In 1995, the A-T Children’s Project established and funded a multidisciplinary clinical center at Johns Hopkins Hospital in Baltimore, Maryland to focus solely on the evaluation and treatment of patients with ataxia-telangiectasia. This center provides a centralized clearinghouse for information about management strategies so that doctors in the U.S. and around the world do not need to struggle with A-T in a vacuum.
The team of physicians includes specialists in immunology, neurology, pulmonology, swallowing, nutrition, physical therapy and adaptive services. An A-T family may typically visit this center every two or three years for a one-day protocol to fully evaluate the patient’s condition. Of course, whenever an A-T patient’s condition becomes critical, the clinic can immediately use its experience with A-T to assist the home physician in designing a treatment.
The A-T Clinical Center is important to A-T research as well, as clinical experience always assists scientists in devising new research strategies. In addition, as potential therapies are developed, having a medical center with natural history data and a patient base already in existence makes the implementation of clinical trials much easier.
The A-T Clinical Center at Johns Hopkins Hospital (600 N. Wolfe St, Room CMSC 1102, Baltimore, MD) always welcomes collaborations with researchers that will move us closer to life-improving therapies and a cure for A-T. Researchers are encouraged to contact Director Howard M. Lederman, MD, PhD and Sr. Research Nurse/Clinic Coordinator Jenny Wright, RN.
The time that the doctors at the A-T Clinical Center devoted to us meant more to us than they'll ever know. We felt their passion and their hope, and it was wonderful to hear that our child means as much to them as he does to us.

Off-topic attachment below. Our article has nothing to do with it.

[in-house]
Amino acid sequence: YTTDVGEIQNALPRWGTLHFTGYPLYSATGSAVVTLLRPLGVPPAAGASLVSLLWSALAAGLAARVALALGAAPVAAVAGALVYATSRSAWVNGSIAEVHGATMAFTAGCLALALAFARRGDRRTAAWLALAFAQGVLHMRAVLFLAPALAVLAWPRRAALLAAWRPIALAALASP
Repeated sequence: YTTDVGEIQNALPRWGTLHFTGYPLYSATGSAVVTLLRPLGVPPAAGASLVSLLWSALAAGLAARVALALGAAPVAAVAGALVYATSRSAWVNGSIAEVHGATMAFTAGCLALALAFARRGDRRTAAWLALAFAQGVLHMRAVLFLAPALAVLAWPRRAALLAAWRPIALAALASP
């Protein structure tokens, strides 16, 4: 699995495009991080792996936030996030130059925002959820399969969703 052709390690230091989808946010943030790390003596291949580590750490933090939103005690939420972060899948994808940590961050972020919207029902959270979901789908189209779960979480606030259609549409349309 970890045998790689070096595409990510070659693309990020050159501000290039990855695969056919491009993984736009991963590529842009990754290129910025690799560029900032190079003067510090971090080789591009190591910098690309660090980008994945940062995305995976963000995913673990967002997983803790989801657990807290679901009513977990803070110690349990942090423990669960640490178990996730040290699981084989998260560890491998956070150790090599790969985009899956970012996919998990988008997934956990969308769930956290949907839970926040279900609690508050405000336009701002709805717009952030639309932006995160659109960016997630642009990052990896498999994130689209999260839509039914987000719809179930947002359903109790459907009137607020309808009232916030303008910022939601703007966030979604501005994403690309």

Since its establishment, the A-T Clinical Center has made significant progress in defining the symptoms of A-T, developing guidelines for best practices and identifying areas in need of further research.
- Identified dysfunctional swallowing with aspiration as a critical cause of pulmonary disease
- Developed tools for assessing the long-term neurological deterioration of A-T
- Described a relatively common problem of dysgammaglobulinemia that may have important implications for understanding the immunologic perturbations of A-T
- Defined growth abnormalities in children with A-T with the aim of developing a hypothesis for their cause
- Looked at the relationship between vitamin A levels and lymphopenia in children with A-T — a study undertaken because vitamin A deficiency is a common factor linking growth failure and lymphopenia
- Identified a new hazard to older individuals with A-T: the development of progressive central nervous system vascular abnormalities
- Collected and analyzed data on the difficulties with cognitive performance that A-T patients face as they age
- Published more than twenty papers in peer-reviewed, scientific journals including a state-of-the-art paper on pulmonary disease and A-T and a study of safety and caregiver satisfaction with G-tube placement for A-T